Initially Michel Cohen’s method was perfectly legal: he’d borrow a piece of work from a reputable gallery, invite round a network of art collectors to come and see it then sell it to one of them for an inflated price. It was simple, legal and highly effective. At his peak, he was making hundreds of thousands of dollars profit a month and chartering private jets and living in the most sought-after property in Malibu. Yet after more than a decade of living the highlife, his near manic compulsion to make money caused him to fall into a spiralling debt hole. By the end he felt he had no other choice but to run, leaving behind him a trail of broken friendships and a tale that is rich in greed, motive and morality.
The new documentary The $50 Million Art Swindle by Vanessa Engel tells this remarkable story and reveals the barely believable events that transpired after his disappearance. Incredibly, the documentary makers managed to do what Interpol, the FBI and allegedly various hitmen failed to do, they managed to track Michel Cohen down. Right from the beginning of the documentary he is there. Still handsome, still mercurial and still showing no signs of contrition. We see him washing up dishes in his home and walking in the woods, friendless, isolated and living a life in total contrast to the extremity of his former existence.
Born in France in 1953, Cohen left school early and quickly discovered a talent for salesmanship. By 1980 he was in San Francisco selling posters to Francophile Americans but it was not enough, his ambitions were boundless. He realised that by trading in Picasso’s, Monet’s or Chagall’s you couldn’t really go wrong. Once he had firmly established himself in New York, the epicentre of the art world, he began studying contemporary auction catalogues, memorising everything about the works price, size, materials and provenance.
The art world is still a society that bases trust largely upon appearances, a handshake is enough to get you into the private salons, the right introduction opens the right doors (Just look at the Knoedler Art Trial). Slowly he began to build up a network of trusted dealers, gradually working his way up to ever more significant artworks. Without leaving any form of guarantee, he would even on occasions carry the works straight out the gallery door. In 2001, he took a $2.5m Picasso work from Richard Gray Gallery to his private warehouse and sold it to a collector for $3.5m. It was that easy, ridiculous sums of money could be made in an afternoon. A new deal every day.
Cohen became so convinced of his methods that he began to apply them to the option market. In 1996 he turned $30,000 into $13m. He was invincible, large sums of money flowed into his lap effortlessly – until of course it didn’t. Like every true gambler you don’t “stop when you’ve won, you only stop when you lose.” With mortgages, a stable of horses and a brand new sports car each month, Cohen’s expenditure was out of control. With debts mounting he returned to the art world and began selling the same artworks to multiple collectors.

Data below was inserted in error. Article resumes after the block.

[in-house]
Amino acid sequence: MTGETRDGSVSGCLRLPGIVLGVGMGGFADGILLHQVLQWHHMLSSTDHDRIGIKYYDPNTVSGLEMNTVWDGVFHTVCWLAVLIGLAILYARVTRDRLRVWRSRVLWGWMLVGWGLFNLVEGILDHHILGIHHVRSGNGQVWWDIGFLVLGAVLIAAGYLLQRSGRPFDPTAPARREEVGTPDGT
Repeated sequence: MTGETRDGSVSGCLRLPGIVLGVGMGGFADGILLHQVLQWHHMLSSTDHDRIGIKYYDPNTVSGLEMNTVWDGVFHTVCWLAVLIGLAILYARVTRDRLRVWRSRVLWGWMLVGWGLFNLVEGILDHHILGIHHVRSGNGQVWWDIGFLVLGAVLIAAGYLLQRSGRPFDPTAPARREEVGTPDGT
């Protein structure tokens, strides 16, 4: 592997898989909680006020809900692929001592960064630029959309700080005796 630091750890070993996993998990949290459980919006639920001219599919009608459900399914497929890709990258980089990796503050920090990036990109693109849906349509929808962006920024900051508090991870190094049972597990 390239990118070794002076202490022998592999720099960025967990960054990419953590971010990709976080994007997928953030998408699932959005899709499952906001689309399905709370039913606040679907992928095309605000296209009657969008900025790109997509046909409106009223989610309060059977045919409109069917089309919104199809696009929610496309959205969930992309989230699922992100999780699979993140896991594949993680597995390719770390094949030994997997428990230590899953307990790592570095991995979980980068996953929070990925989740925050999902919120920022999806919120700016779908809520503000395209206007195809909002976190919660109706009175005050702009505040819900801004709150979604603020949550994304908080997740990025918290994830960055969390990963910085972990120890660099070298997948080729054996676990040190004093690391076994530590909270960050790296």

Gaunt and haunted-looking, galleries realised something was up. Sotheby’s broke first, demanding the payback of a $10 million loan and promptly called the police. With the FBI circling he made a dash for it, flying straight to Rio. A few weeks later his German wife and two children joined him. The story would be remarkable if it ended there but it doesn’t. What follows is a barely-believable adventure involving an underground South American jail, a crafty prison escape, precarious river crossings and then of course his 17-year disappearance.
The documentary takes us on a rip-roaring ride through his nefarious art career, a how-to-guide to making it to the top of the art world with absolutely no training. Spliced with interviews with bemused former friends and bitter former associates: all of them grappling with the character of man who not only betrayed their trust but who managed to dodge any form of punishment. On the phone from London, Engel tells me that she found him to be “nice, thoughtful” even “sweet” but twenty years later, dogged in his self-delusion, he denies that the works were even stolen. It’s just taking him a long time to pay the original owners back. Anyway, what does he care? “These are people who have assets of $50 million to billions, so it did not affect their lives.” Though of course, it did. The Bill Beadleston Gallery was forced to close down, people lost their livelihoods.
What Cohen did was bring a Wall Street approach to the art market. To trade it like it was any other commodity, he could just as well have been dealing in football stickers. One of his former friends, the collector Robert Galoob, describes him as a “young French Jewish Icarus” but that would be to over-romanticise him. If anything he was a gambling addict, with startling powers of self-delusion.
At the end, Engel’s atmospheric and highly-engaging documentary leaves us with more questions than answers. What happened to the money? And isn’t he being absurdly reckless in revealing himself with so many people baying for his blood? I put these questions to Engel but she tells me her job is “Not to come in judgement but to come in with curiosity.” Would she be surprised one morning to wake up to discover that something had happened to Michel Cohen? “There are dark forces in parts of the artworld,” she answers, “Do I think from my research that there are people in the art world with connections to the mafia and are capable of something like that? Then yes.” A sinister thought, but it makes you wonder what Cohen might really be up to. Maybe, we’re all being duped by this astounding story.
You can watch the The $50 Million Art Swindle on the BBC Iplayer if you are a resident of UK or have a VPN. The documentary will also be available on worldwide release in the year ahead.